Riham was carried on shoulders and taken to the cemetery. There were two fresh graves. A small one where Ali was buried, and the other held Saad.

While Riham was being buried, some people addressed the mourners. The loud speakers were so nearly deafening, but six feet under Ali and Saad were not listening. They were busy welcoming Riham, asking her about Ahmad, and whether he is going to heal from his burns.

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#Inequality – Targeting a beloved women’s rights activist simply because of her heritag

rasmea odehIn just a few short weeks, a beloved and respected community organizer from Chicago will begin an ordeal that will determine whether the US government will strip her of her citizenship, imprison her for 10 years and ultimately deport her to country unknown.

On Nov. 4, 2014, Rasmea Odeh will appear in federal court in Detroit to face one charge of ‘unlawful procurement of naturalization,’ for allegedly omitting an answer on her citizenship application. The end results could be devastating: Odeh, 67, faces a decade in prison and the revocation of the citizenship she gained 10 years ago.

Odeh, an attorney by trade, is known throughout the country for her activism, particularly for defending civil liberties and immigrant rights. She’s been a staple in Chicago activism circles for years. Her Arab Women’s Committee has more than 600 members and she’s a mentor to hundreds of immigrant women. She is well loved and respected, not only in Chicago, but throughout the United States.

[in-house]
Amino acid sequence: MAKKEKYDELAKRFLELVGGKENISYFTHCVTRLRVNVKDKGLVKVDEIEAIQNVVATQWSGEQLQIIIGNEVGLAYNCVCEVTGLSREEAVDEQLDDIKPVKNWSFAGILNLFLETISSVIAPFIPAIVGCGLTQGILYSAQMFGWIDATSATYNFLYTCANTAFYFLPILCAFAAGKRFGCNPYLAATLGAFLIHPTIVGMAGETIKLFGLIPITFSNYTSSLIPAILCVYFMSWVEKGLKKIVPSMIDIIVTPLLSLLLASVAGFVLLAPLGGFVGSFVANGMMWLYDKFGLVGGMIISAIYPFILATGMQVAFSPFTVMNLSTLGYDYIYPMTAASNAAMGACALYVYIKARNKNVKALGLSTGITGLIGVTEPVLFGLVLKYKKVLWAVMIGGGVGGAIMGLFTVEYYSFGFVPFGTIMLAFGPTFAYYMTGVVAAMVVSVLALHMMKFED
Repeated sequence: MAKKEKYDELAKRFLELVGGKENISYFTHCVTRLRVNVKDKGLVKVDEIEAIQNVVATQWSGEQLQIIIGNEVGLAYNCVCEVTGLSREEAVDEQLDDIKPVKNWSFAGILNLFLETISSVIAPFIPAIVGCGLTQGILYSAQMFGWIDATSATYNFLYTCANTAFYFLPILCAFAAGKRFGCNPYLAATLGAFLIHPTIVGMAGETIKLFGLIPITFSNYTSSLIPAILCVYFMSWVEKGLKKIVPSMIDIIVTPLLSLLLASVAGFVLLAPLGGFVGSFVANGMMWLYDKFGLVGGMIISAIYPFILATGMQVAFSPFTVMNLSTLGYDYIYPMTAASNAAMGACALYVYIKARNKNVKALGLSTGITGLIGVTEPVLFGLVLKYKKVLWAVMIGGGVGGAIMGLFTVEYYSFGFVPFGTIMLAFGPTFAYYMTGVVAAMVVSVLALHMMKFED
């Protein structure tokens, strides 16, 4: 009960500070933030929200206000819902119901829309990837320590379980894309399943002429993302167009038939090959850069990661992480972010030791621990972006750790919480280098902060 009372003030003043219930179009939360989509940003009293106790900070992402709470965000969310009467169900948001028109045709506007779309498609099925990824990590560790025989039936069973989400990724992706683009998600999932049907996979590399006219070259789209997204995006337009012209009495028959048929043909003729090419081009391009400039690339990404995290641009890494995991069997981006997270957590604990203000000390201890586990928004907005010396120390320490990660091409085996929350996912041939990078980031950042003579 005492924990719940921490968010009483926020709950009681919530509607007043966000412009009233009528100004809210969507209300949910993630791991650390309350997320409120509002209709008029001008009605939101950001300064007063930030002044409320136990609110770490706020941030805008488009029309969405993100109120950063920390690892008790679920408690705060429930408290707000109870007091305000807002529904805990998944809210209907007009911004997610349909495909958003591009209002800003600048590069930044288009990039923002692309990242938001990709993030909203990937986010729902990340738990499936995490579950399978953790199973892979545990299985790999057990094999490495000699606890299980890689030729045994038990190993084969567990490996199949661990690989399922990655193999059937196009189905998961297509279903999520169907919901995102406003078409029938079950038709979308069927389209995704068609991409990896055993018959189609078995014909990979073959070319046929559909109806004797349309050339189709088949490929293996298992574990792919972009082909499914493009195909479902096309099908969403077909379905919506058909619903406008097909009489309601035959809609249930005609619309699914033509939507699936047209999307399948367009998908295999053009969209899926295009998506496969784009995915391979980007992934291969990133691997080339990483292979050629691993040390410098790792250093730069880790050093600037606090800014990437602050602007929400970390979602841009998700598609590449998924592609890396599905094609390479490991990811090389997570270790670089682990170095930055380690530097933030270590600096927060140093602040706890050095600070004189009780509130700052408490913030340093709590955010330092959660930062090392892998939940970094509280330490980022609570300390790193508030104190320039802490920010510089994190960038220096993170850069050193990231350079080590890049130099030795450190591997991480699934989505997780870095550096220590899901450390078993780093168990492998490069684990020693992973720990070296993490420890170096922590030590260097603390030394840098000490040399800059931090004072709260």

To understand how a woman, who just last year was the recipient of the Chicago Cultural Alliance’s “Outstanding Community Leader Award,” came to this point, one must understand the geo-politics of America’s “special relationship” with Israel and how being Palestinian, as Odeh is, can sentence someone to a lifetime of inequality.

The life she successfully created for herself in her adopted country came crashing to a halt on the morning of Oct. 22, 2013, when agents from the Department of Homeland Security arrested her in her home. In one quick court appearance later that morning, where she was charged with lying on her citizenship application, past memories of physical and sexual torture by Israeli military officials, a confession compelled by that torture, which she later recanted, and 10 years of brutal and illegal incarceration came back to haunt the beloved community organizer.

“Rasmea was horrifically tortured for 25 days, she was denied access to a lawyer for 45 days. She – as were all the other (500 people) arrested – confessed under torture and then recanted her confession, but nonetheless, spent 10 years in prison. Then she was released in a prisoner swap,” and she came to join her father and brother in Detroit, who were naturalized US citizens,” her defense attorney Michael Deutsch told Flashpoint radio.

Odeh eventually relocated to Chicago, where she became the associate director of the Arab American Action Network. Ten years after arriving in the United States, she applied for citizenship. It was in this context that Odeh answered questions regarding previous arrests and detentions.

“She had been in the US for 10 years when she answered those questions and it was obvious to her the questions were about ‘were you ever arrested in the US?’ ‘Were you ever convicted and imprisoned in the US?’ They were trying to see how she comported with US society over those 10 years,” Deutsch said. “Nevertheless, they are going back 45 years and saying that she lied about the fact she had been arrested in a war situation and convicted of charges that were part of a systematic use of torture by the illegal occupation courts that the [Israeli] military set up on the West Bank,” he added.